The uneasy alliance between the Green Lantern Corps and the Sinestro Corps is about to fall apart. Tomar-Tu has admitted to murdering Yellow Lantern Romat-Ru. That would have been enough to strain the relationship between the two Corps. Now add to it the fact that Kyle Rayner kept information about the time-traveling villain Sarko from Soranik Natu, specifically that he was their son. What’s that saying about a woman scorned? So much rides on what happens in the next few moments. Will these two forces find a way to work together? Or will they break apart and become enemies once more?
You can cut the tension in Hal Jordan and the Green Lantern Corps #25 with a knife. This is all going down on Mogo and it’s a major powder keg. Hal manages to hold the Yellow Lanterns off from lynching Tomar-Tu, only to see Guy and Arkillo march in with a passed-out Kyle sporting a Sinestro Corp mark branded into his chest. This is not quite an eye for an eye, but fingers are being pointed and rings are drawn.
Although all of this is riveting, Soranik steals the show in every way. She shows up and confesses to branding Kyle, condemning the Green Lanterns, and showing some major similarities to her father, Sinestro. She has fought against her bloodline for so long only to have recent events pull that apple closer to the tree.
Much of this comes through in Ethan Van Sciver’s artwork. Soranik has a commanding presence, standing tall above everyone with the utmost confidence. She’s looking down on the Green Lanterns both literally and figuratively. Jason Wright’s colors complete the package as her eyes glow with a fierce yellow that pierces through the shadows that cover her face. This is what a villain looks like and it is terrifying.
Hal Jordan and the Green Lantern Corps has followed both the Green and Yellow Lanterns as they attempt to find their place in the galaxy once again. They were both pushed out of their comfort zone as they tried to be something different. John Stewart ran his Corps with order, trying to reclaim their status as protectors of the galaxy. Meanwhile, Soranik saw an opportunity to work alongside the Green Lanterns to do some good, having worn a green ring in the past. Even though the yellow ring is powered by fear, it doesn’t mean that energy can’t be used for the benefit of people everywhere. After this issue, that experiment can safely be deemed a failure.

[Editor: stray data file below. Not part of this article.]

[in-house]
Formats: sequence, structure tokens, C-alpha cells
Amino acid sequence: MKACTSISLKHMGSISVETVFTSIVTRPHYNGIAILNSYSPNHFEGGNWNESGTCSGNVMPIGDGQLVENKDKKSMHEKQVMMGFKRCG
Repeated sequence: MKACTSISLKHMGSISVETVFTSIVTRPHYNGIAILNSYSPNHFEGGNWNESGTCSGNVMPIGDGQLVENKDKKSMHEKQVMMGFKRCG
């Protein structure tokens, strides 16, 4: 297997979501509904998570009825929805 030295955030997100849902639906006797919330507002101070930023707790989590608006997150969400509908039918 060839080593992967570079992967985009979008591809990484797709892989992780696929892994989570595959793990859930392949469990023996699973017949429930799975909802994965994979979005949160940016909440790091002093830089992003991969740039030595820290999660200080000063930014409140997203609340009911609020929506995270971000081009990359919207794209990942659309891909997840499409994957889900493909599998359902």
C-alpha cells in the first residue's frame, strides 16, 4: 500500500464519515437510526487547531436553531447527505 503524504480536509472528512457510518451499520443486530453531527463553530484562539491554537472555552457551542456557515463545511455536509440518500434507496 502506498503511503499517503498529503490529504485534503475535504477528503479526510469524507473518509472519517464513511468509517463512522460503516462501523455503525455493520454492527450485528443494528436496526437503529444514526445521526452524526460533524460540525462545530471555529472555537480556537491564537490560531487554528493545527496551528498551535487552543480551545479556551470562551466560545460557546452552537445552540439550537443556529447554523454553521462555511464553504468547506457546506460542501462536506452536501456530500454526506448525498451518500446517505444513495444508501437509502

Although I liked this trial period, I’m glad the Sinestro Corps has returned to their evil status. They work far better as villains, especially with the design of the characters. With some exceptions, every Yellow Lantern is horrifying. They were chosen for their ability to create great fear, not for their capability to give awesome hugs. They have been somewhat reserved, acting like a Green Lantern Lite during this series. Now they’re back as a group of frightening bad guys. The big question is what do they do now? Soranik is leading them, but she doesn’t have a mustache to twirl maniacally like her father did. Is she going to lead the Corps like pirates, wreaking havoc across every sector? What’s the larger purpose here?
It’s no surprise that this oversized issue builds to an incredible battle between the two Corps. Van Sciver delivers a helluva fight that’s filled with giant images showcases the might of both the Green and Yellow Lanterns. It is a clash of epic proportions between two forces powered by the strongest weapons in the universe. I only wish it lasted longer, but the conclusion of the battle is fitting and serves as the final nail in the coffin for the alliance between the factions.
The issue has an epilogue of sorts that is not entirely unsuspected because this is a superhero comic. Some things are just bound to happen. It’s just a matter of when. I won’t spoil it here, however, if you’ve been reading Hal Jordan and the Green Lantern Corps from the beginning, you’ve probably been expecting it for some time. After the events of this issue, it will be very interesting how this develops.
Hal Jordan and the Green Lantern Corps is everything I want from a Green Lantern comic. It’s bold and epic, with breathtaking artwork and a powerful character-driven story. Writer Robert Venditti has crafted an amazing space opera that’s shaping up to be a monumental science-fiction tale.